By Lisa Soronen
In Heck v. Humphrey (1994), the U.S. Supreme Court held that a plaintiff can’t bring a civil suit for wrongful conviction unless his or her conviction was “favorably terminated.”
But what if charges were dropped and the plaintiff was never convicted?
In Thompson v. Clark the Supreme Court will decide when a plaintiff who was charged but never prosecuted may bring a malicious prosecution case.
The court will also decide whether in a civil case the plaintiff or defendant (police officer) must prove an exception to the warrant requirement justified a search.
Larry Thompson’s sister-in-law, Camille, who was living with him, reported to 911 that Thompson was sexually abusing his week-old daughter. Thompson wouldn’t let police into his apartment because they didn’t have a warrant, blocked their path to entry, and allegedly shoved an officer. Camille’s report was false; she suffered from a mental illness that the officers “sensed” when they were in the apartment.
Police arrested Thompson and he was charged with obstructing governmental administration and resisting arrest. The prosecutor dropped charges against him “in the interests of justice.”
Thompson brought a number of civil claims against police including malicious prosecution and unlawful entry into his home.
The 2nd Circuit held that Thompson couldn’t bring a malicious prosecution claim because he failed to prove that the prosecution against him terminated favorably.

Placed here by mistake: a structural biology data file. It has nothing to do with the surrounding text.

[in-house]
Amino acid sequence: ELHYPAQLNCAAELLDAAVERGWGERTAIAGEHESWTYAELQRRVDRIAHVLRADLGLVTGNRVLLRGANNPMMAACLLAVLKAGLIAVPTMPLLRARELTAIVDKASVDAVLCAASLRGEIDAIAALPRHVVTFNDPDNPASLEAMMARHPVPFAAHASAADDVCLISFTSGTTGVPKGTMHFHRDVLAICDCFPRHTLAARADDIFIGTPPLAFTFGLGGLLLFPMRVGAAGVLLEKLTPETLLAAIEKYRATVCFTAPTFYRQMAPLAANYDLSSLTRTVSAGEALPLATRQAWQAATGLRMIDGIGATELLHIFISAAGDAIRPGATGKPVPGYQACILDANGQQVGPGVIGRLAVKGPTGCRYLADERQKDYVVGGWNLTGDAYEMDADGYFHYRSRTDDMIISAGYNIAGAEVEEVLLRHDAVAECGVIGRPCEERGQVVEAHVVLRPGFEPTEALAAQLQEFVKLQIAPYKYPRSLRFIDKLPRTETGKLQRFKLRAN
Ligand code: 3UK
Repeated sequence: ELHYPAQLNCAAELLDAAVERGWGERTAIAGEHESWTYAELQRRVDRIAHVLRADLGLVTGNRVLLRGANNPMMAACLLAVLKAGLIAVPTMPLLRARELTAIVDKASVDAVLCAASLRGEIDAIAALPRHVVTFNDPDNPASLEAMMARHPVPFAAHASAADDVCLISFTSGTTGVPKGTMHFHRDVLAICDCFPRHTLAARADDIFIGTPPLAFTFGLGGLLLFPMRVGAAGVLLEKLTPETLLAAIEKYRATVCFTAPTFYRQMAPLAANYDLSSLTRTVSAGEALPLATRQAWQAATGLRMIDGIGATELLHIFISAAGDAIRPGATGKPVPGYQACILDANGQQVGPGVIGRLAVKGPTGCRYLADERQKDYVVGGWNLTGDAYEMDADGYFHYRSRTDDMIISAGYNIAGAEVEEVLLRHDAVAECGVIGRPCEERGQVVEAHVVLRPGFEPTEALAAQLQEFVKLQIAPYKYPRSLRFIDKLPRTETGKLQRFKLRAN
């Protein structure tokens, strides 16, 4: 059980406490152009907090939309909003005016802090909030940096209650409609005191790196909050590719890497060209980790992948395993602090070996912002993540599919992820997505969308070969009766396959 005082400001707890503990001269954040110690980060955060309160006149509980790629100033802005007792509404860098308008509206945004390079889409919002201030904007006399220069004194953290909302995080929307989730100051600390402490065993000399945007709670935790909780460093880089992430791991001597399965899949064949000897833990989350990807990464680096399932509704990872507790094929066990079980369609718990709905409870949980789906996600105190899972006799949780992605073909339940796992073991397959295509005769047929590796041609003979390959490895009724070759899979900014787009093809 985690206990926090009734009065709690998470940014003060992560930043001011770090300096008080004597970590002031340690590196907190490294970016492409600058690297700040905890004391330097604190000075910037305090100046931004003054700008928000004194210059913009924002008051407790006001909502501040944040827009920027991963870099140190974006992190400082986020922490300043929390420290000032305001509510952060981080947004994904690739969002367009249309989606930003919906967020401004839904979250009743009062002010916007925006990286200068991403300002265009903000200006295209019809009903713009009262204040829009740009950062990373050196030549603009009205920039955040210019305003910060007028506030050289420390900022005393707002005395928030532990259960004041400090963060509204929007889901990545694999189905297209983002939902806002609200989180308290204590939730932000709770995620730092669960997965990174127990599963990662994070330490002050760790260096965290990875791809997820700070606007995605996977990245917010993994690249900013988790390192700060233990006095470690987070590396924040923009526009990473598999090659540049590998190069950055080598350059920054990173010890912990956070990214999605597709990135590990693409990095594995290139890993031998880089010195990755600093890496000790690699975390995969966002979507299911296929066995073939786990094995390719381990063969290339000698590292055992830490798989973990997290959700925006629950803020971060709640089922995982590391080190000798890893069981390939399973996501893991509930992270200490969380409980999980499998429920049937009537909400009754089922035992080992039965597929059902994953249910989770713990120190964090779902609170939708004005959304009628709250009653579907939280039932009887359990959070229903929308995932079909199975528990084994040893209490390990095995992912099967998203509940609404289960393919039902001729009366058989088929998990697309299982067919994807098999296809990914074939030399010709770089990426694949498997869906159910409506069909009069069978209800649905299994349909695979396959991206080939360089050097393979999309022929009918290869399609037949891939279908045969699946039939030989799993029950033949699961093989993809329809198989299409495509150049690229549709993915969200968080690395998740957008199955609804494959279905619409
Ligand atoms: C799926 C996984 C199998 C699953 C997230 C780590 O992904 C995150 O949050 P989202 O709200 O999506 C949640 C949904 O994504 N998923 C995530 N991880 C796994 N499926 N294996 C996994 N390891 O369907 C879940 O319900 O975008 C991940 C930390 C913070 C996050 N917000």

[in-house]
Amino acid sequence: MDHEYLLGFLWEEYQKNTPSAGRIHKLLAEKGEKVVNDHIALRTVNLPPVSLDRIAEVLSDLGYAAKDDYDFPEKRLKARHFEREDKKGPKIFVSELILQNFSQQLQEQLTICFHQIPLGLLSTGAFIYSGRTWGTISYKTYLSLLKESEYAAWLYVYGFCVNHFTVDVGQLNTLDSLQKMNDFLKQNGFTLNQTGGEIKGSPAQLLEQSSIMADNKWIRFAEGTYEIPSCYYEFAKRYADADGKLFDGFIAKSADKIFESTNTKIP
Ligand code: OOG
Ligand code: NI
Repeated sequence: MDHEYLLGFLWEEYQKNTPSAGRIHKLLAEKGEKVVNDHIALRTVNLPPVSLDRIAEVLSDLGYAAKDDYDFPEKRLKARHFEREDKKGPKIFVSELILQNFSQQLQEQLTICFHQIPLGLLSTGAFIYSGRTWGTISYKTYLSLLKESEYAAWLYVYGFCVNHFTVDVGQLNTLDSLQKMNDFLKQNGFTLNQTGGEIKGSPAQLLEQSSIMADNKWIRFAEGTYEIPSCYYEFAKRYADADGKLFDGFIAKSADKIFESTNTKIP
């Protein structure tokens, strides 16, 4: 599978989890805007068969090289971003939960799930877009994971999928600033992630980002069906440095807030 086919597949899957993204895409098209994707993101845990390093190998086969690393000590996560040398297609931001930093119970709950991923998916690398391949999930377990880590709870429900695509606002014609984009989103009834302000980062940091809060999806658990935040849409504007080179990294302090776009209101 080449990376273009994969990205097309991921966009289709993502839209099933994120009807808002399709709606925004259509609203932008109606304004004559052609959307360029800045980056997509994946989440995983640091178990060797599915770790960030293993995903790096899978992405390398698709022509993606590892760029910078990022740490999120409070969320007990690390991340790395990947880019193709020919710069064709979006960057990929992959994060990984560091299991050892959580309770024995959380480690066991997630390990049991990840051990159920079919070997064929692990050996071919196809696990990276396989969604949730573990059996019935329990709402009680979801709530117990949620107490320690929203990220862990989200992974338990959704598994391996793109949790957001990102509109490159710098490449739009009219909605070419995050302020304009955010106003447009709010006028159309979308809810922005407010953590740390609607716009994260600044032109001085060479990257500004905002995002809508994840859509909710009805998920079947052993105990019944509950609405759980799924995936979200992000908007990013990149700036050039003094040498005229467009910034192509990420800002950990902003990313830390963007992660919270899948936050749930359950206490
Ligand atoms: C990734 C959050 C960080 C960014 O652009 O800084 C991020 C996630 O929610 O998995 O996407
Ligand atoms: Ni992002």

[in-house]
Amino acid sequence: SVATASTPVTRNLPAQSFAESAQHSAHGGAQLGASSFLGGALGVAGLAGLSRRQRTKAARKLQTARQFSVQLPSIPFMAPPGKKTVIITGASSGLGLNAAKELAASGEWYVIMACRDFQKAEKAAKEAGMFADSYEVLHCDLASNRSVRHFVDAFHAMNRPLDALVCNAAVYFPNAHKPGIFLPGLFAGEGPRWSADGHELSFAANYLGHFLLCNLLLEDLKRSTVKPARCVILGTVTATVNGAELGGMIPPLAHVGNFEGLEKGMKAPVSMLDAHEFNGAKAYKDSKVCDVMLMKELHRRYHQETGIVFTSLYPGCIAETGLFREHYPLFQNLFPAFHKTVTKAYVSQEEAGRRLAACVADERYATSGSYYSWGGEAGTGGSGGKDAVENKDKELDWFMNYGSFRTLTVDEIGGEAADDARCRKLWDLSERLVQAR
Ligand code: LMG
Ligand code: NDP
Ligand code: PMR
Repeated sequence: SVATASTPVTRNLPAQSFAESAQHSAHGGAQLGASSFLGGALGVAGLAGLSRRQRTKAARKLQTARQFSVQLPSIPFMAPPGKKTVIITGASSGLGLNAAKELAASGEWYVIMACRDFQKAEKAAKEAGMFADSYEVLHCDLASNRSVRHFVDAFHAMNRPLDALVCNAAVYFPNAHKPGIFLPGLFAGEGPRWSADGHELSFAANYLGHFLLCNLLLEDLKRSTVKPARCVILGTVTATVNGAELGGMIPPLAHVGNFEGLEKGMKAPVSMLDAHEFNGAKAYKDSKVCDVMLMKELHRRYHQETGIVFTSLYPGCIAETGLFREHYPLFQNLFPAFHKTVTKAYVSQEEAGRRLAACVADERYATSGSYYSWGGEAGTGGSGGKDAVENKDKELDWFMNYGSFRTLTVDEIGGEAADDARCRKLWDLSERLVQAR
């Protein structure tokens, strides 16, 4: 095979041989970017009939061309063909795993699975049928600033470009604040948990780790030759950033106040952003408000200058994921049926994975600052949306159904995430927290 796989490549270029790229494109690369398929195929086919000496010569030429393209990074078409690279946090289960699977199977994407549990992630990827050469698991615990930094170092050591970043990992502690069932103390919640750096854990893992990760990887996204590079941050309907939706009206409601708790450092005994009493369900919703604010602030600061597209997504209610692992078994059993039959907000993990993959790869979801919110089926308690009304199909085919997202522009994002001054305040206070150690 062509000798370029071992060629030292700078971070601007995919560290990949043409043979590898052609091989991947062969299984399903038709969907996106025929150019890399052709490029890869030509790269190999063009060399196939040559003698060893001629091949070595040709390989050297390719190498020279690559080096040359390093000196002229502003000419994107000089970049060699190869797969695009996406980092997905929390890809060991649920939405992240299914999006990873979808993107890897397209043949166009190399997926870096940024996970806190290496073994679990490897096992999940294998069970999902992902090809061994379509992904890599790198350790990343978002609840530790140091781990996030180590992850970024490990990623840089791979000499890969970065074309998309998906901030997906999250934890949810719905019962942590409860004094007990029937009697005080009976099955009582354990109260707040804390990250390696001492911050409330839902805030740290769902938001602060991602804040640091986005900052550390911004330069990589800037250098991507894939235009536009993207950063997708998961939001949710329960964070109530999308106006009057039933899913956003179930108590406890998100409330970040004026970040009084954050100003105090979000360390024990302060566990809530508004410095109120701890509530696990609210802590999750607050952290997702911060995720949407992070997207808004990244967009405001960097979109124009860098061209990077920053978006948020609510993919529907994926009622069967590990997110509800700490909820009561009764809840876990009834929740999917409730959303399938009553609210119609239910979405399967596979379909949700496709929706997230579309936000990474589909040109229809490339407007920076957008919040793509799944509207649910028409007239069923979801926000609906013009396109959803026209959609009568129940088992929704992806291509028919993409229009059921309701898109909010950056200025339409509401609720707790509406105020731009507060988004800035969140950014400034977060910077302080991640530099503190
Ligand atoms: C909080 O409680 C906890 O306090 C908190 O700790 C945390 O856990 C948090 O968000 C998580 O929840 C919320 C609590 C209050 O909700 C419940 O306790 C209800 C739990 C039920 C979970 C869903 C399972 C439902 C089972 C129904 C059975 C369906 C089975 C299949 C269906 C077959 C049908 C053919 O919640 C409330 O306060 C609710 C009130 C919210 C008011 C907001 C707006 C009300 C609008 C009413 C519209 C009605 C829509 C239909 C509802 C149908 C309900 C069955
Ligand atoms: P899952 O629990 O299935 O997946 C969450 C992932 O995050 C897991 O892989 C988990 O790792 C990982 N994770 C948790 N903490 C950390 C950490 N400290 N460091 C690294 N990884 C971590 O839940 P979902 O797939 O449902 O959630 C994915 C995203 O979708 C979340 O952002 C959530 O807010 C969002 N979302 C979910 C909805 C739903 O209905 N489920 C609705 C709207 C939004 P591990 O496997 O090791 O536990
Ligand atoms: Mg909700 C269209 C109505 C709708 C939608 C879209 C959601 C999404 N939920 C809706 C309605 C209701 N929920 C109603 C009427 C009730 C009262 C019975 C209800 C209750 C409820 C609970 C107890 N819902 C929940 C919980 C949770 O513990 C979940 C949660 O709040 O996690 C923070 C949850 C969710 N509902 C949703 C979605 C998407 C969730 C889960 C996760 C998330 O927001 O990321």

In a 2018 case, Lanning v. City of Glens Falls, the 2nd Circuit held that malicious prosecution claims require “affirmative indications of innocence to establish favorable termination.” In this case, Thompson’s innocence wasn’t established because the only reason the prosecutor gave for dismissing charges against him was “in the interests of justice.”
The officers sued in this case defend the 2nd Circuit rule stating: “Courts have long set a high bar for [malicious prosecution] claims, recognizing that our criminal justice system works best when people feel free to come forward with accusations for the protection of victims and the general public—a step that sets in motion a panoply of procedural protections designed to fairly adjudicate guilt.”
All the federal circuit courts of appeals but one to consider this issue have ruled the same as the 2nd Circuit. According to the 11th Circuit, favorable termination occurs when proceedings end in a manner that “affirmatively indicates . . . innocence.” Thompson urges the Supreme Court to adopt the 11nth Circuit rule. He points out that in Heck all a plaintiff had to do to show favorable termination in order to challenge a conviction was to prove the judgment against him or her was invalidated--not that he or she was innocent.
The Fourth Amendment generally requires police officers have a warrant to enter a person’s home unless an exception applies. The police officers in this case claimed exigent circumstances justified their warrantless entry. The jury ruled against Thompson’s claim the officers violated the Fourth Amendment in this case. Thompson argues that the defendant police officers in this case should have the burden of proving that an exigency existed, just like the would in a criminal case.
The 2nd Circuit disagreed holding that Thompson had the burden of proving an exigency didn’t exist. The 2nd Circuit relied on a 1991 2nd Circuit case, Ruggiero v. Krezeminski. In that case the court held the burden of proof for whether a Fourth Amendment exception applies in a civil case is with the plaintiff because the burden of proof generally rests with the plaintiff in civil cases.
Lisa Soronen is executive director of the State and Local Legal Center and a regular contributor to the NCSL Blog on judicial issues.